Burrell bowler rolls to top-5 finish in state
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Matt Schultz didn't expect to go as far as he did in the high school bowling postseason. But the Burrell senior certainly made the most of his opportunity.
“Originally, I hoped to make it to regionals. Generally, that's the goal for (high school bowlers) around here,” Schultz said. “When my name was called for states, I couldn't believe it.”
Schultz finished fifth in the PA High School State Bowling Championships on March 15 at 222 Dutch Lanes in Ephrata.
“I had never really had a problem being competitive or nervous,” he said. “When I got there, it kind of blew me away.”
Schultz entered the tournament as the seventh qualifier, out of 12, from the WPIBL Championships, which were March 8 at North Versailles Bowl.
Following a six-game round, Schultz entered the five-man ladder tournament as the No. 4 seed with the third-highest total: 1,273. He rolled a high-game 255 in the second.
Schultz averaged 212 in the qualifying games, just shy of his season average.
“My average is about 215, but that day, we were switching between lanes,” Schultz said. “Every single lane was a little different. It took me a little bit to find my line.”
He finished tied with Mack Celmer of Conrad Weiser near Reading. Schultz lost the roll-off, 59-49.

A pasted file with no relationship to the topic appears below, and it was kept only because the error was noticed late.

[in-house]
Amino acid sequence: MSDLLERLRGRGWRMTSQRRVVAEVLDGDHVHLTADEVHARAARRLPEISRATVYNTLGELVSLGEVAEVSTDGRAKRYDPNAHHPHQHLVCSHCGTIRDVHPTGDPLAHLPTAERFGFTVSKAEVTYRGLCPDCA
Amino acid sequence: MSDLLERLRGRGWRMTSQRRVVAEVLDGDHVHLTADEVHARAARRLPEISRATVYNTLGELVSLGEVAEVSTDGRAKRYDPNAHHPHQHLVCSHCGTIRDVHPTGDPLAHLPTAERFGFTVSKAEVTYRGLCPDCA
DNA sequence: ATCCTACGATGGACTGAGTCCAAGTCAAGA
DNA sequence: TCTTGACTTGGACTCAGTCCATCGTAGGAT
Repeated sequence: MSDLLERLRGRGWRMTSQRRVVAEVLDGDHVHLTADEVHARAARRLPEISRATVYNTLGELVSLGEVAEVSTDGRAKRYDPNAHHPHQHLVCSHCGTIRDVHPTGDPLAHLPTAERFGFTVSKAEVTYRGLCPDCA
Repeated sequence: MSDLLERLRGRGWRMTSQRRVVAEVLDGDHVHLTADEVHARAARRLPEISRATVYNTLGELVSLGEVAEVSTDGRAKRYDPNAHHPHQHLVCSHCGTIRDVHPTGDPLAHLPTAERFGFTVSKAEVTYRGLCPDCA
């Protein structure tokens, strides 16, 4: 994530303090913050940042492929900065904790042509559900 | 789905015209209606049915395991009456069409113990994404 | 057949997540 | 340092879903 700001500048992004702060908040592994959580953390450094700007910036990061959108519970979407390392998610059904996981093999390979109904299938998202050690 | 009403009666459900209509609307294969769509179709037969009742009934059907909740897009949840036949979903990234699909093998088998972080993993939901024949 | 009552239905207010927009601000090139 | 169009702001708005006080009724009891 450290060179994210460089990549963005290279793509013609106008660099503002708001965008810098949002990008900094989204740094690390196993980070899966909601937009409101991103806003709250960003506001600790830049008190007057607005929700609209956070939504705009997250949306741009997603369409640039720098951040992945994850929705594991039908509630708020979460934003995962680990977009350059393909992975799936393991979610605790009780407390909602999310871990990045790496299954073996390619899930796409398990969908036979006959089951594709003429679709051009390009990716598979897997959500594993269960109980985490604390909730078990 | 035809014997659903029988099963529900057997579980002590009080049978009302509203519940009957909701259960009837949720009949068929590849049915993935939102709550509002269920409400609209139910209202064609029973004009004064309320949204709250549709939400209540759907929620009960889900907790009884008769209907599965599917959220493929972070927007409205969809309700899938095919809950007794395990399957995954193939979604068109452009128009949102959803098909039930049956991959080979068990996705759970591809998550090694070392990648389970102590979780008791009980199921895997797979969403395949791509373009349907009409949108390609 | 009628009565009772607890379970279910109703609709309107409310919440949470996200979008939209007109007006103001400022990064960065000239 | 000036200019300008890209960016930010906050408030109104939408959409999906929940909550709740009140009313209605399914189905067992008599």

The first round pitted Schultz against Dan Matase from Philadelphia's Father Judge.
“I was really nervous,” Schultz said. “A couple frames into it, I settled down.”
After 10 frames, Shultz fell, 203-198.
Competition is nothing new to Schultz. He has been bowling competitively since about the sixth grade, primarily in his junior league.
His best career series was 800, over a three-game match April 21, for a 267 average.
His career high game of 299 came in November in a Saturday morning junior league at Wildlife Lanes.
Despite familiarity with some of his competition, at the high school level, there is no scouting for competitors on the eastern end of the state.
“I think it's a little bit of a factor. I knew a few of the bowlers, but I didn't know half the field,” Schultz said. “In the end, I guess it comes down to focusing on my game.”
Dave Yohe is a freelance writer.
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